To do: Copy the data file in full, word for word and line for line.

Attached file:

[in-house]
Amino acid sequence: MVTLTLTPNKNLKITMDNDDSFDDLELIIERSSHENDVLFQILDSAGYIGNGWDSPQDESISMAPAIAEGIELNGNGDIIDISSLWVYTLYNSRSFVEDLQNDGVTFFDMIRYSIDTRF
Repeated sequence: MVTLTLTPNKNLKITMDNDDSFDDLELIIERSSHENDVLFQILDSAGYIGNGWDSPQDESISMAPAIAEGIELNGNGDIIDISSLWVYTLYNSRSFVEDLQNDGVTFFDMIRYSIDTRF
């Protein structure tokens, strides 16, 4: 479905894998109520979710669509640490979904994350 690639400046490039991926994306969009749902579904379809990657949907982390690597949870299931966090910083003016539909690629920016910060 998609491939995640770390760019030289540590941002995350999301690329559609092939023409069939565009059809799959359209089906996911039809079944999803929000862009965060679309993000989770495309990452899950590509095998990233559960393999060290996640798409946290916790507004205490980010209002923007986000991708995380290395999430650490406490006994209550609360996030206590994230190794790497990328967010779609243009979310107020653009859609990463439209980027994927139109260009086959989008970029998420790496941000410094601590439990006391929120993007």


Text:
[in-house]
Amino acid sequence: MVTLTLTPNKNLKITMDNDDSFDDLELIIERSSHENDVLFQILDSAGYIGNGWDSPQDESISMAPAIAEGIELNGNGDIIDISSLWVYTLYNSRSFVEDLQNDGVTFFDMIRYSIDTRF
Repeated sequence: MVTLTLTPNKNLKITMDNDDSFDDLELIIERSSHENDVLFQILDSAGYIGNGWDSPQDESISMAPAIAEGIELNGNGDIIDISSLWVYTLYNSRSFVEDLQNDGVTFFDMIRYSIDTRF
């Protein structure tokens, strides 16, 4: 479905894998109520979710669509640490979904994350 690639400046490039991926994306969009749902579904379809990657949907982390690597949870299931966090910083003016539909690629920016910060 998609491939995640770390760019030289540590941002995350999301690329559609092939023409069939565009059809799959359209089906996911039809079944999803929000862009965060679309993000989770495309990452899950590509095998990233559960393999060290996640798409946290916790507004205490980010209002923007986000991708995380290395999430650490406490006994209550609360996030206590994230190794790497990328967010779609243009979310107020653009859609990463439209980027994927139109260009086959989008970029998420790496941000410094601590439990006391929120993007």